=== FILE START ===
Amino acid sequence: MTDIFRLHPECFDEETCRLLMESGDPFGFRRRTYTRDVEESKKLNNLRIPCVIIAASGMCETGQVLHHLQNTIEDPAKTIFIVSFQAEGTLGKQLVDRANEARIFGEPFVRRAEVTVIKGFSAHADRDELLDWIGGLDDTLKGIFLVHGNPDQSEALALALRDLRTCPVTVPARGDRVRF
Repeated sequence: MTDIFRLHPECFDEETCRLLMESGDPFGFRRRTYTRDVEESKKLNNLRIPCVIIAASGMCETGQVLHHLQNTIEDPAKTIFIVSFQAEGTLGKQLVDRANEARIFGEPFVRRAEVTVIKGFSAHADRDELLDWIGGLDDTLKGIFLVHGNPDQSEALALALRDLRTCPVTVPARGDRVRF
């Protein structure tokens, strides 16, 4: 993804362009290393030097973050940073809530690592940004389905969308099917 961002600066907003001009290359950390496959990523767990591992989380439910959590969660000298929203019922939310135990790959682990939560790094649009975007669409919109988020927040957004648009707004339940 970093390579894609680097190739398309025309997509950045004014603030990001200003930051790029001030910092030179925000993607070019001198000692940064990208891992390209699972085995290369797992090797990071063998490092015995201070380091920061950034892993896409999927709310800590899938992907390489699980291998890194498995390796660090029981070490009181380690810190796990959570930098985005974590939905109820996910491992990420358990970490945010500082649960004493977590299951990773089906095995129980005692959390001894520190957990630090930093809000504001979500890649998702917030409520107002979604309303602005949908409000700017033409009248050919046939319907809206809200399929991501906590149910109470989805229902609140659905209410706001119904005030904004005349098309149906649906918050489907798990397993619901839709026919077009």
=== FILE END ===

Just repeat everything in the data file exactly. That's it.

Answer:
Amino acid sequence: MTDIFRLHPECFDEETCRLLMESGDPFGFRRRTYTRDVEESKKLNNLRIPCVIIAASGMCETGQVLHHLQNTIEDPAKTIFIVSFQAEGTLGKQLVDRANEARIFGEPFVRRAEVTVIKGFSAHADRDELLDWIGGLDDTLKGIFLVHGNPDQSEALALALRDLRTCPVTVPARGDRVRF
Repeated sequence: MTDIFRLHPECFDEETCRLLMESGDPFGFRRRTYTRDVEESKKLNNLRIPCVIIAASGMCETGQVLHHLQNTIEDPAKTIFIVSFQAEGTLGKQLVDRANEARIFGEPFVRRAEVTVIKGFSAHADRDELLDWIGGLDDTLKGIFLVHGNPDQSEALALALRDLRTCPVTVPARGDRVRF
């Protein structure tokens, strides 16, 4: 993804362009290393030097973050940073809530690592940004389905969308099917 961002600066907003001009290359950390496959990523767990591992989380439910959590969660000298929203019922939310135990790959682990939560790094649009975007669409919109988020927040957004648009707004339940 970093390579894609680097190739398309025309997509950045004014603030990001200003930051790029001030910092030179925000993607070019001198000692940064990208891992390209699972085995290369797992090797990071063998490092015995201070380091920061950034892993896409999927709310800590899938992907390489699980291998890194498995390796660090029981070490009181380690810190796990959570930098985005974590939905109820996910491992990420358990970490945010500082649960004493977590299951990773089906095995129980005692959390001894520190957990630090930093809000504001979500890649998702917030409520107002979604309303602005949908409000700017033409009248050919046939319907809206809200399929991501906590149910109470989805229902609140659905209410706001119904005030904004005349098309149906649906918050489907798990397993619901839709026919077009």